Ethical & legal challenges of AI: from principles to practices

Ethical & Legal challenges of AI

Health AI comes with high hopes regarding tailored care, early risk detection and information integration. These developments however also come with various ethical and legal challenges, for example about bias, discrimination, privacy, responsibility and transparency. Solutions to such issues are predominantly sought in ethical principles for AI, the development of technical solutions and better regulatory frameworks (e.g. the GDPR and the MDR). What these have in common is the idea that ethical and legal issues surrounding AI can be solved upfront.

These current approaches in law and in ethics are however not fully equipped to address the challenges raised by AI in health and welfare. Although undoubtedly valuable, embedding AI responsibly in health and welfare asks for more than technical solutions, formal rules and regulations, and the establishment of ethical principles. In this empirical research program, we study how ethical decisions are made and negotiated in the daily practices of health practitioners, data scientists and other stakeholders (such as patient groups) in various AI-initiatives. By studying how ethical arguments are negotiated between different groups in medical practice, how ethical considerations are made and justified, and how data scientists, technologists and medical practitioners jointly work on establishing norms and shared values in concrete AI initiatives, we learn how ethical and legal challenges play out in practice.

We shift the perspective from suitable legal-ethical frameworks and principles for AI in healthcare towards ethnographic and comparative approaches that study ethics-in-practice and responsibility-in-the-making. In this research line we focus on the following questions:

  1. Responsible knowledge practices: how do AI initiatives reconfigure responsible knowledge practices in various healthcare domains? How can we find productive ways to combine the domain knowledge of medical experts, the experiential knowledge that patients have gathered through their lived experiences, and the technical knowledge produced by data scientists to facilitate human-centred forms of AI that enrich our understanding of health and illness?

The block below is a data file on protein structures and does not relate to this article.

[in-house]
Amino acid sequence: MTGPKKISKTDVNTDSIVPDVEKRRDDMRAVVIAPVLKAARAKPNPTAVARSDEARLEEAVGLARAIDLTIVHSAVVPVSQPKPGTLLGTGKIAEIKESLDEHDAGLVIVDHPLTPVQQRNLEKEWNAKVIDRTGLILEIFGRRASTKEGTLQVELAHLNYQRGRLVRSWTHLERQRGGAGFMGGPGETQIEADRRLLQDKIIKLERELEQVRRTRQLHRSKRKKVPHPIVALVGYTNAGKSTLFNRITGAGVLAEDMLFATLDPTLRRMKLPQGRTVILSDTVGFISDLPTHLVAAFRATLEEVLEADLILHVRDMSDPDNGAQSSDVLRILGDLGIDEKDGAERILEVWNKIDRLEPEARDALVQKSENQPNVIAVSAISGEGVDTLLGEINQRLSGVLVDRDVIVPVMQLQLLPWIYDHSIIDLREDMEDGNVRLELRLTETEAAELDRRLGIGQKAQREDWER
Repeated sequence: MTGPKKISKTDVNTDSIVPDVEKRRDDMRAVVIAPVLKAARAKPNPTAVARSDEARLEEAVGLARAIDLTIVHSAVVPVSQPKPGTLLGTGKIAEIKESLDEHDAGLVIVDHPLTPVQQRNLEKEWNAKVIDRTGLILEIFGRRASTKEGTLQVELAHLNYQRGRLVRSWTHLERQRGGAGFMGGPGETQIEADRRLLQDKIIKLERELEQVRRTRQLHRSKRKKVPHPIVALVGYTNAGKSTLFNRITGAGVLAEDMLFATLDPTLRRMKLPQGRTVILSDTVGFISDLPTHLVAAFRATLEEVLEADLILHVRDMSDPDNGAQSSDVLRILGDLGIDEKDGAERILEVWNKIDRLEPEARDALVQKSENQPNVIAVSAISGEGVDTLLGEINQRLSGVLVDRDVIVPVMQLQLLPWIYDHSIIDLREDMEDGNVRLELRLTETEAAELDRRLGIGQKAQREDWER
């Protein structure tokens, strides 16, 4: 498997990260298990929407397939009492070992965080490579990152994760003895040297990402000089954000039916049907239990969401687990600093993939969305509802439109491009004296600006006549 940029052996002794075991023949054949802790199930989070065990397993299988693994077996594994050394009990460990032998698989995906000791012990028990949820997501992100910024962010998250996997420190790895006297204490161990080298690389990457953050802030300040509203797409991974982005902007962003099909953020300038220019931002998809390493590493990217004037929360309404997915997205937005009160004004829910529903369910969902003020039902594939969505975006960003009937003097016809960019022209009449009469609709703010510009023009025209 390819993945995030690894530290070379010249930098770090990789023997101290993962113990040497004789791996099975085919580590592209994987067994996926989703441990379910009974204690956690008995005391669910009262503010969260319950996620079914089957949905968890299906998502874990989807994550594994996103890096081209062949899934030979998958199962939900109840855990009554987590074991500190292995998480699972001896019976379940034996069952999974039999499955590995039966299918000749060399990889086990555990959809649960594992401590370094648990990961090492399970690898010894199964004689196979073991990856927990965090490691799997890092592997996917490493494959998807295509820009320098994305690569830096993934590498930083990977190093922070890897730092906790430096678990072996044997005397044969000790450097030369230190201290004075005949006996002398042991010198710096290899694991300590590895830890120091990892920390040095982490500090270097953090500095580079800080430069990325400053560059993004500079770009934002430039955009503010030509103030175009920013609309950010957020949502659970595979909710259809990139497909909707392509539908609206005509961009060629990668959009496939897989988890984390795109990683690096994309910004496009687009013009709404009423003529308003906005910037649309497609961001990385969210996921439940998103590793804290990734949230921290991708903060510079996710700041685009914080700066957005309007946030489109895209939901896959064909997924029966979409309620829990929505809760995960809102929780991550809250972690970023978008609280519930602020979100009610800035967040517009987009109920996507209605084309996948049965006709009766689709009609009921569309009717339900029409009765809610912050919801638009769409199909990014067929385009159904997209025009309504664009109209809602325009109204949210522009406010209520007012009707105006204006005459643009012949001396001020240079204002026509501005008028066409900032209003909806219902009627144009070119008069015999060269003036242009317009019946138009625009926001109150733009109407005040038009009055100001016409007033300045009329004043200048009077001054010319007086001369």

2. Ethical work in situ: how are ethical decisions made within the mundane work of health practitioners, data scientists and other stakeholders (such as patient groups) in machine learning initiatives? How do medical professionals, civil servants, healthcare managers and regulators make ethical decisions in real-life contexts, where information is always partial and incomplete?
  3. From rules to resilience: how can we make AI initiatives in healthcare more resilient? Instead of fixing responsibilities in rules, how can we explore the ‘texture’ of responsible AI practices in healthcare? Important dimensions here concern the need to balance formal regulation with discretionary space for professionals to make decisions on the ground as the layering of multiple, conflicting rules can obfuscate healthcare work and lead to increased regulatory pressure that may reduce spaces to provide good care.
  4. Legitimacy in practice: uptake of AI depends in large part on how the technology is able to project legitimacy to potential users and other stakeholders. This raises questions about AI legitimate to various audiences; how legitimacy is constructed, and what legitimacy entails for a technology like AI in healthcare?


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